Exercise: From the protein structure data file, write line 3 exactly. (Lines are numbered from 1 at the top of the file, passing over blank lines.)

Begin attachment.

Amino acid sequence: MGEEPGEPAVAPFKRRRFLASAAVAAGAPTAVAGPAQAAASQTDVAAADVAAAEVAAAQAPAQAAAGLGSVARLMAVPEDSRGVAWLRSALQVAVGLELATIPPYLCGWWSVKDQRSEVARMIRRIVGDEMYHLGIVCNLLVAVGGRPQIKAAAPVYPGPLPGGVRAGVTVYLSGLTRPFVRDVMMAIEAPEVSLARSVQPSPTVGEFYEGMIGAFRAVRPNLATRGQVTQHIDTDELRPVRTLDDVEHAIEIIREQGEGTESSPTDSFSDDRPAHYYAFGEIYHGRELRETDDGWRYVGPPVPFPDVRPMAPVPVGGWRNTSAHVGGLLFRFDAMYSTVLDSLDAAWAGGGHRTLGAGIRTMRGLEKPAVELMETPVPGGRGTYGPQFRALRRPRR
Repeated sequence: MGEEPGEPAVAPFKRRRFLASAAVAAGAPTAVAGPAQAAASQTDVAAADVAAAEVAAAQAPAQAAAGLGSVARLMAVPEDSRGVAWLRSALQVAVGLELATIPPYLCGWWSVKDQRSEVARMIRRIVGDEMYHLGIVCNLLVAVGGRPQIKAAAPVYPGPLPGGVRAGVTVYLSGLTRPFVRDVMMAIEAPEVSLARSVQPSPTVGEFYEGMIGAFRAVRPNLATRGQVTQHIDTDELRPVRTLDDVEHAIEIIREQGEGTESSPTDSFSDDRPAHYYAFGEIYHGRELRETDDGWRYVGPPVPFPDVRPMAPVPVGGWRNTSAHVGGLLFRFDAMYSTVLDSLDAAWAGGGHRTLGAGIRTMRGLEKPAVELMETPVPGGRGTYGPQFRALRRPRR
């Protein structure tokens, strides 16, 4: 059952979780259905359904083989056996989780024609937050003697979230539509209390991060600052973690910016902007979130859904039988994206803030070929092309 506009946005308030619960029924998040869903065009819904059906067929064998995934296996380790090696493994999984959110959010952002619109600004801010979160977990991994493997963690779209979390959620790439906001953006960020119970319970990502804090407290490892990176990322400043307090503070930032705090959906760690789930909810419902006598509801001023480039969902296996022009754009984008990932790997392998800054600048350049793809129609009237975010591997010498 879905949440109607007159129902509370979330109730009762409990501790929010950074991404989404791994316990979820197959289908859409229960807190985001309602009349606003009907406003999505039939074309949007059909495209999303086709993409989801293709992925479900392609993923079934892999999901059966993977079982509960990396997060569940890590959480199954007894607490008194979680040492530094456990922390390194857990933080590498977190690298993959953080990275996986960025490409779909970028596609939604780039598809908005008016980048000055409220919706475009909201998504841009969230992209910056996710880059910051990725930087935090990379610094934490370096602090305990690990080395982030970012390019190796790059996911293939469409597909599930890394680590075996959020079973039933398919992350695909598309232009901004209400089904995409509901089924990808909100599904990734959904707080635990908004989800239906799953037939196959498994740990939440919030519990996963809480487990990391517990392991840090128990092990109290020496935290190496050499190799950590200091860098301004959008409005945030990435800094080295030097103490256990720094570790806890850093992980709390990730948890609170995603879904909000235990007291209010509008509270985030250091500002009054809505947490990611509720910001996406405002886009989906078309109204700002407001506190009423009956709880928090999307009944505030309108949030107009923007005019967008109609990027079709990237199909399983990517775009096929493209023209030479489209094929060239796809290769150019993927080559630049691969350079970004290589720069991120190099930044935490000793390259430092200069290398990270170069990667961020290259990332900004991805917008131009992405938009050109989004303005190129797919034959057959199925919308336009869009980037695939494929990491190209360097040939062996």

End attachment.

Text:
């Protein structure tokens, strides 16, 4: 059952979780259905359904083989056996989780024609937050003697979230539509209390991060600052973690910016902007979130859904039988994206803030070929092309 506009946005308030619960029924998040869903065009819904059906067929064998995934296996380790090696493994999984959110959010952002619109600004801010979160977990991994493997963690779209979390959620790439906001953006960020119970319970990502804090407290490892990176990322400043307090503070930032705090959906760690789930909810419902006598509801001023480039969902296996022009754009984008990932790997392998800054600048350049793809129609009237975010591997010498 879905949440109607007159129902509370979330109730009762409990501790929010950074991404989404791994316990979820197959289908859409229960807190985001309602009349606003009907406003999505039939074309949007059909495209999303086709993409989801293709992925479900392609993923079934892999999901059966993977079982509960990396997060569940890590959480199954007894607490008194979680040492530094456990922390390194857990933080590498977190690298993959953080990275996986960025490409779909970028596609939604780039598809908005008016980048000055409220919706475009909201998504841009969230992209910056996710880059910051990725930087935090990379610094934490370096602090305990690990080395982030970012390019190796790059996911293939469409597909599930890394680590075996959020079973039933398919992350695909598309232009901004209400089904995409509901089924990808909100599904990734959904707080635990908004989800239906799953037939196959498994740990939440919030519990996963809480487990990391517990392991840090128990092990109290020496935290190496050499190799950590200091860098301004959008409005945030990435800094080295030097103490256990720094570790806890850093992980709390990730948890609170995603879904909000235990007291209010509008509270985030250091500002009054809505947490990611509720910001996406405002886009989906078309109204700002407001506190009423009956709880928090999307009944505030309108949030107009923007005019967008109609990027079709990237199909399983990517775009096929493209023209030479489209094929060239796809290769150019993927080559630049691969350079970004290589720069991120190099930044935490000793390259430092200069290398990270170069990667961020290259990332900004991805917008131009992405938009050109989004303005190129797919034959057959199925919308336009869009980037695939494929990491190209360097040939062996």